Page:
In so mighty a world as London it will surprise my readers that I should not have found some means of starving off the last extremities, of penury; and it will strike them that two resources at least must have been open to me--viz., either to seek assistance from the friends of my family, or to turn my youthful talents and attainments into some channel of pecuniary emolument. As to the first course, I may observe generally, that what I dreaded beyond all other evils was the chance of being reclaimed by my guardians; not doubting that whatever power the law gave them would have been enforced against me to the utmost--that is, to the extremity of forcibly restoring me to the school which I had quitted, a restoration which, as it would in my eyes have been a dishonour, even if submitted to voluntarily, could not fail, when extorted from me in contempt and defiance of my own wishes and efforts, to have been a humiliation worse to me than death, and which would indeed have terminated in death. I was therefore shy enough of applying for assistance even in those quarters where I was sure of receiving it, at the risk of furnishing my guardians with any clue of recovering me. But as to London in particular, though doubtless my father had in his lifetime had many friends there, yet (as ten years had passed since his death) I remembered few of them even by name; and never having seen London before, except once for a few hours, I knew not the address of even those few. To this mode of gaining help, therefore, in part the difficulty, but much more the paramount fear which I have mentioned, habitually indisposed me. In regard to the other mode, I now feel half inclined to join my reader in wondering that I should have overlooked it. As a corrector of Greek proofs (if in no other way) I might doubtless have gained enough for my slender wants. Such an office as this I could have discharged with an exemplary and punctual accuracy that would soon have gained me the confidence of my employers. But it must not be forgotten that, even for such an office as this, it was necessary that I should first of all have an introduction to some respectable publisher, and this I had no means of obtaining. To say the truth, however, it had never once occurred to me to think of literary labours as a source of profit. No mode sufficiently speedy of obtaining money had ever occurred to me but that of borrowing it on the strength of my future claims and expectations. This mode I sought by every avenue to compass; and amongst other persons I applied to a Jew named D--- {4}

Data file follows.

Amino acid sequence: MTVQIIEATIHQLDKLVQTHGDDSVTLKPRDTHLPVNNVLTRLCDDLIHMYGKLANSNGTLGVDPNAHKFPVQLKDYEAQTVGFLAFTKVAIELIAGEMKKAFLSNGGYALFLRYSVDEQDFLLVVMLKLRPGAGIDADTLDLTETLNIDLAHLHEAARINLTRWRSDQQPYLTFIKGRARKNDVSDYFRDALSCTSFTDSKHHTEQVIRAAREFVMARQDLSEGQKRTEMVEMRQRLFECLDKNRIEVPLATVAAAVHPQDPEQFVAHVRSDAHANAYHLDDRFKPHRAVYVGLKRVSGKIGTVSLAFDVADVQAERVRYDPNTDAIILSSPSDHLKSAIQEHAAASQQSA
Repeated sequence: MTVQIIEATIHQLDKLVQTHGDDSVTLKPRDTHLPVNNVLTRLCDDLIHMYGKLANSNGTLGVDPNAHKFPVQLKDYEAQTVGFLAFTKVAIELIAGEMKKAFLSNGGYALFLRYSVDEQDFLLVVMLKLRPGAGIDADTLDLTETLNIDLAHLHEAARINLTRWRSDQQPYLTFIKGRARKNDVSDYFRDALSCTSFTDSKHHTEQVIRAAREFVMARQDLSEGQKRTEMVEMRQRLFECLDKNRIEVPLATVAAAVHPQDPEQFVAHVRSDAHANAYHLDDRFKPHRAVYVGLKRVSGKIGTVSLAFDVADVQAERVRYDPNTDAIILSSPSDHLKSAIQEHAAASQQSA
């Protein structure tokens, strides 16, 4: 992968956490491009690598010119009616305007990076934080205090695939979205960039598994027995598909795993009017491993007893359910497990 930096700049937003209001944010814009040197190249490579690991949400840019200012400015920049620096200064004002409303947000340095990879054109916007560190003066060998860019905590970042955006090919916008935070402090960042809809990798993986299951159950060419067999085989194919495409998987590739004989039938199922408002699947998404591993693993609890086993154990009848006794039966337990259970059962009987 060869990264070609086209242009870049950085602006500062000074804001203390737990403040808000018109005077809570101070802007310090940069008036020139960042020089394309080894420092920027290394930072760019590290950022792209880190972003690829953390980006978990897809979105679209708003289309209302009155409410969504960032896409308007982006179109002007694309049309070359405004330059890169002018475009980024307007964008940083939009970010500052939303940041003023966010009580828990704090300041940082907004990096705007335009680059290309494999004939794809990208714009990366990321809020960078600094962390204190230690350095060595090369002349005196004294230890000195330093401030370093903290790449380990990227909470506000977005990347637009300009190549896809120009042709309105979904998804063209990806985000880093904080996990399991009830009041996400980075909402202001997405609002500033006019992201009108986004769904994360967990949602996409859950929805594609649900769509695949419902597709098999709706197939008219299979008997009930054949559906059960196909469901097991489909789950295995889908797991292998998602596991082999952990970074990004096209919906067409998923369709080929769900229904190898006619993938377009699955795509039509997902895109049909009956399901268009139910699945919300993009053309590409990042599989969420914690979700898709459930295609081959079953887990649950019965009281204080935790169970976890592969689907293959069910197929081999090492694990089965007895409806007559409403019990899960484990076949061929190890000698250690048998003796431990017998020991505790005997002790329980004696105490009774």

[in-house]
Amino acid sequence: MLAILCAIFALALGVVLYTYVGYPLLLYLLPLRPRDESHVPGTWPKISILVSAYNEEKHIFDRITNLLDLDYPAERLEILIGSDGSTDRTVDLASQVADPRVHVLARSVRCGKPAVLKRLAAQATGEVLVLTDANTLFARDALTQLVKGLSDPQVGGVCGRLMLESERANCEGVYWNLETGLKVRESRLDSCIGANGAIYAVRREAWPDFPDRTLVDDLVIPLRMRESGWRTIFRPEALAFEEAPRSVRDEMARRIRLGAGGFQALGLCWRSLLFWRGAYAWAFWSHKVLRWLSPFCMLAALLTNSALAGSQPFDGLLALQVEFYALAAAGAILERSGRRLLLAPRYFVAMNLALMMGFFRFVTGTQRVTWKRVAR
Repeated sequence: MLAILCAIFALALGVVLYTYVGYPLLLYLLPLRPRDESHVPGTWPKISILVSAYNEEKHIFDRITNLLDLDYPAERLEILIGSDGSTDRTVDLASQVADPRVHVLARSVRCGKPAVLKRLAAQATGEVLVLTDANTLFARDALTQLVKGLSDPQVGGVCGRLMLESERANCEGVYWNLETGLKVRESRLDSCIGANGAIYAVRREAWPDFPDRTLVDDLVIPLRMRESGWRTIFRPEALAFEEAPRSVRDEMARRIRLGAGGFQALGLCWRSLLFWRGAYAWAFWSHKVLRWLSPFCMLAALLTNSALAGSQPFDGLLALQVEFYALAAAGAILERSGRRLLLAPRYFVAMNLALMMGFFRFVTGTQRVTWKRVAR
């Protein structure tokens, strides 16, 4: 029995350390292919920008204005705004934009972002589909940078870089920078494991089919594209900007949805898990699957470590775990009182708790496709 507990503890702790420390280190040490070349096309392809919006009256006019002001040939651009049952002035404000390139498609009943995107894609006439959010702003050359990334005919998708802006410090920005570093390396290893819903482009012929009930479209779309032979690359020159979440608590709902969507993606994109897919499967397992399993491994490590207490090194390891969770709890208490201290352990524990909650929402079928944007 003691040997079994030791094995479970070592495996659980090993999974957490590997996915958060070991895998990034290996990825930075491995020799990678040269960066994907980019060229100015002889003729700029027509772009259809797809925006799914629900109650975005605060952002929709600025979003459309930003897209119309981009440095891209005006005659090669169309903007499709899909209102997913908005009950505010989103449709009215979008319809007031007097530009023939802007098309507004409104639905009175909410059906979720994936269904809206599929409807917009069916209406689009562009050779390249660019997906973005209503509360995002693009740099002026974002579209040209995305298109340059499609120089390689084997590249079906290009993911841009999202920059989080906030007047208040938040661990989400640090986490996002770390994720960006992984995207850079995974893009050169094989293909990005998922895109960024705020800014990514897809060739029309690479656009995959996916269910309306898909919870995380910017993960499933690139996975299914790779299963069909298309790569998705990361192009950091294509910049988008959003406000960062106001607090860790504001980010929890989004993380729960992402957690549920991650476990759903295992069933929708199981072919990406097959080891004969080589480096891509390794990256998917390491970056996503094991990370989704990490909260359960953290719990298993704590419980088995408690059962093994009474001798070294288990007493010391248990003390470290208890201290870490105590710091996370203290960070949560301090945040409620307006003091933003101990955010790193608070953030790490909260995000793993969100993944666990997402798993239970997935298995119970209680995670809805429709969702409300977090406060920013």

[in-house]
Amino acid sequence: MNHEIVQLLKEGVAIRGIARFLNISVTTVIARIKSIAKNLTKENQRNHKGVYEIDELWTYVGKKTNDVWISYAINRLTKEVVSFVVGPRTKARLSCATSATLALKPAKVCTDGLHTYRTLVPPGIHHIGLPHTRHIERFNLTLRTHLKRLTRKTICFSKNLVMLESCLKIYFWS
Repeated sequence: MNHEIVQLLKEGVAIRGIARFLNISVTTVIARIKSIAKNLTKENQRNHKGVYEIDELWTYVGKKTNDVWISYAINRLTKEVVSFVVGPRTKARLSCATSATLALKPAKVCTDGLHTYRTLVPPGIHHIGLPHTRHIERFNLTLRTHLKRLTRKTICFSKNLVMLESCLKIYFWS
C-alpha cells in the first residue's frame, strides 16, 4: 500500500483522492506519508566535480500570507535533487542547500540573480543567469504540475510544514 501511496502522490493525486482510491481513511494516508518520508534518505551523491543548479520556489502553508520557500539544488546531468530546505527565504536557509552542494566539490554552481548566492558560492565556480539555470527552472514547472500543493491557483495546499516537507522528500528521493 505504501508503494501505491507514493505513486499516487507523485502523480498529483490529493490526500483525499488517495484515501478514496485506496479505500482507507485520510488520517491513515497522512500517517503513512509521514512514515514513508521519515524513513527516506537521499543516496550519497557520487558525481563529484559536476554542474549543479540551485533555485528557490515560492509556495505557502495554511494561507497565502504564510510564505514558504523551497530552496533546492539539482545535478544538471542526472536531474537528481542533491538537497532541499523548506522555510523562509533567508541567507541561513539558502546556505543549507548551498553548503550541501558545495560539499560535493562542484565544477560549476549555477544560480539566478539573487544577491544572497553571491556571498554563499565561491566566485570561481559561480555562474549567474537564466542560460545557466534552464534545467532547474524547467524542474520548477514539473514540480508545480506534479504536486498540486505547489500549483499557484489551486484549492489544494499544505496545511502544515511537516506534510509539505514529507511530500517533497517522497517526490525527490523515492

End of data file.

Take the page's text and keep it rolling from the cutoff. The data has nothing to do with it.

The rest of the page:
To this Jew, and to other advertising money-lenders (some of whom were, I believe, also Jews), I had introduced myself with an account of my expectations; which account, on examining my father's will at Doctors' Commons, they had ascertained to be correct. The person there mentioned as the second son of --- was found to have all the claims (or more than all) that I had stated; but one question still remained, which the faces of the Jews pretty significantly suggested--was _I that person? This doubt had never occurred to me as a possible one; I had rather feared, whenever my Jewish friends scrutinised me keenly, that I might be too well known to be that person, and that some scheme might be passing in their minds for entrapping me and selling me to my guardians. It was strange to me to find my own self _materialiter considered (so I expressed it, for I doated on logical accuracy of distinctions), accused, or at least suspected, of counterfeiting my own self _formaliter considered. However, to satisfy their scruples, I took the only course in my power. Whilst I was in Wales I had received various letters from young friends these I produced, for I carried them constantly in my pocket, being, indeed, by this time almost the only relics of my personal encumbrances (excepting the clothes I wore) which I had not in one way or other disposed of. Most of these letters were from the Earl of ---, who was at that time my chief (or rather only) confidential friend. These letters were dated from Eton. I had also some from the Marquis of ---, his father, who, though absorbed in agricultural pursuits, yet having been an Etonian himself, and as good a scholar as a nobleman needs to be, still retained an affection for classical studies and for youthful scholars. He had accordingly, from the time that I was fifteen, corresponded with me; sometimes upon the great improvements which he had made or was meditating in the counties of M--- and Sl--- since I had been there, sometimes upon the merits of a Latin poet, and at other times suggesting subjects to me on which he wished me to write verses.